Let’s just get this out of the way up front: Nibiru, aka Planet X, does not exist. It is not going to collide with Earth on Saturday. And the end time is not about to begin.
NASA helped explain this back on December 21, 2012, when people incorrectly thought the Mayan calendar foretold the end of the world, and we’re here to remind you again that the scientists at NASA who’ve dedicated their lives to enhancing human understanding of space know way more about space than you or any YouTuber do.
The Planet X conspiracy theory has gained traction over the years as trust in public institutions has fallen and the internet has enabled amateur sleuths to amplify, legitimize, and present their “research” to a wider audience.
Enter Planet X.
According to a small but vocal group of conspiracy theorists, a planet called Nibiru, or Planet X, intercepts Earth’s orbit ever 3,600 years, passing within 14 million miles of Earth — the sun is 93 million miles away, so this would put Nibiru pretty close. They have some pseudoscientific reasons that supposedly explain why we can’t see this planet that’s allegedly about to crash into us, but we at Inverse find NASA’s 2012 explanations more compelling and scientifically rigorous:
Q: Is there a planet or brown dwarf called Nibiru or Planet X or Eris that is approaching the Earth and threatening our planet with widespread destruction?
A: Nibiru and other stories about wayward planets are an Internet hoax. There is no factual basis for these claims. If Nibiru or Planet X were real and headed for an encounter with the Earth in 2012, astronomers would have been tracking it for at least the past decade, and it would be visible by now to the naked eye. Obviously, it does not exist. Eris is real, but it is a dwarf planet similar to Pluto that will remain in the outer solar system; the closest it can come to Earth is about 4 billion miles.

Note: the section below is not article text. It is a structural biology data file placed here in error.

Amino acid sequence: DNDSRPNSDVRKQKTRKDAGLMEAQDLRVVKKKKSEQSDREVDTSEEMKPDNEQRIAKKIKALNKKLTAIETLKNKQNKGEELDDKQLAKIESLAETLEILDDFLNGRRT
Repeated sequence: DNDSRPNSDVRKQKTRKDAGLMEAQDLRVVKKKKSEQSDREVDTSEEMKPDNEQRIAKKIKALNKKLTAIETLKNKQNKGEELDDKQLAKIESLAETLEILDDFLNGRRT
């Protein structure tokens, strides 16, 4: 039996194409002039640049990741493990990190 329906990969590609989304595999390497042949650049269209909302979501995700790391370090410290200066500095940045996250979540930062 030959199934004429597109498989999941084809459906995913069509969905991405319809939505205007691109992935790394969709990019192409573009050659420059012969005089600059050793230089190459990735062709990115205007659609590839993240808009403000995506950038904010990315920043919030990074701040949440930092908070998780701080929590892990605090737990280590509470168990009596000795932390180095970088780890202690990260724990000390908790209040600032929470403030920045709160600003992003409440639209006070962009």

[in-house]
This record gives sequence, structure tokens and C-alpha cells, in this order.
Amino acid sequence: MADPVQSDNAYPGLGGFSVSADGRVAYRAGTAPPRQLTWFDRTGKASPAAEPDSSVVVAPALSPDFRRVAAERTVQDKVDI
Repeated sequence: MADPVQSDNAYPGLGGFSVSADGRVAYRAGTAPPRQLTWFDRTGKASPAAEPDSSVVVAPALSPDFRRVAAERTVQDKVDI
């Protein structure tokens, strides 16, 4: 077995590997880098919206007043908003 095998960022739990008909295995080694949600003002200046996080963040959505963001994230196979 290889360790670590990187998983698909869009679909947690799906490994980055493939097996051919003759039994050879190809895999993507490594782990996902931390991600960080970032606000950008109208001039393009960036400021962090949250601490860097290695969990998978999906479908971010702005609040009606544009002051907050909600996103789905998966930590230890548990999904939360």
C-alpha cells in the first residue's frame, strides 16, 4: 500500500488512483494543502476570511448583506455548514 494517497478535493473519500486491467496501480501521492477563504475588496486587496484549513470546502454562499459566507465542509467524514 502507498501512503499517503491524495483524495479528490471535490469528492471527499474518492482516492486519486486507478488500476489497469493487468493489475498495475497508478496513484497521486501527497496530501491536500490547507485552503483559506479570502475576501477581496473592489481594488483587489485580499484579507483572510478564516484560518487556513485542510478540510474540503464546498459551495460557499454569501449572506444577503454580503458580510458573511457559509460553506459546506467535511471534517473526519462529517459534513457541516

Of course, for those who subscribe to the school of thought that gives rise to such conspiracy theories as Nibiru or the flat Earth, NASA’s authority is irrelevant. NASA’s official statements simply prove the depth of the cover-up.
But for those who believe in science and the scientific process, here’s another gem from NASA’s 2012 debunk … which went live on December 22, 2012, the day after the Earth was supposed to be destroyed. It’s as true now as it was then:
Q: How do NASA scientists feel about claims of the world ending in 2012?
A: For any claims of disaster or dramatic changes in 2012, where is the science? Where is the evidence? There is none, and for all the fictional assertions, whether they are made in books, movies, documentaries or over the Internet, we cannot change that simple fact. There is no credible evidence for any of the assertions made in support of unusual events taking place in December 2012.
Where’s the science? Where’s the evidence? There is none. Let’s put this Planet X thing to bed once and for all.
If you liked this article, check out this video about how the flat earth movement is making a comeback.
Photos via Flickr / cardin.alberto
Written by Peter Hess
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